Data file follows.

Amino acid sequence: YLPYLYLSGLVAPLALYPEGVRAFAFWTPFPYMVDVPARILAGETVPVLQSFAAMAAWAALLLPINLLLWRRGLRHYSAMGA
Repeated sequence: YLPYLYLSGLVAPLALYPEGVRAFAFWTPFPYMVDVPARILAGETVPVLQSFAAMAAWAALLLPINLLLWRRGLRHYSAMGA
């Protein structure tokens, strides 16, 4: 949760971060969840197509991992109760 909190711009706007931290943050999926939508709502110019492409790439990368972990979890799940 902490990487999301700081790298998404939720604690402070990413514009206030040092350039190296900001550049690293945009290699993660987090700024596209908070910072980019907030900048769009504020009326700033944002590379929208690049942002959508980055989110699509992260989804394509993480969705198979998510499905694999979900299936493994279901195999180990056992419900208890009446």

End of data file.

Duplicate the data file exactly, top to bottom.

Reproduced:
Amino acid sequence: YLPYLYLSGLVAPLALYPEGVRAFAFWTPFPYMVDVPARILAGETVPVLQSFAAMAAWAALLLPINLLLWRRGLRHYSAMGA
Repeated sequence: YLPYLYLSGLVAPLALYPEGVRAFAFWTPFPYMVDVPARILAGETVPVLQSFAAMAAWAALLLPINLLLWRRGLRHYSAMGA
């Protein structure tokens, strides 16, 4: 949760971060969840197509991992109760 909190711009706007931290943050999926939508709502110019492409790439990368972990979890799940 902490990487999301700081790298998404939720604690402070990413514009206030040092350039190296900001550049690293945009290699993660987090700024596209908070910072980019907030900048769009504020009326700033944002590379929208690049942002959508980055989110699509992260989804394509993480969705198979998510499905694999979900299936493994279901195999180990056992419900208890009446």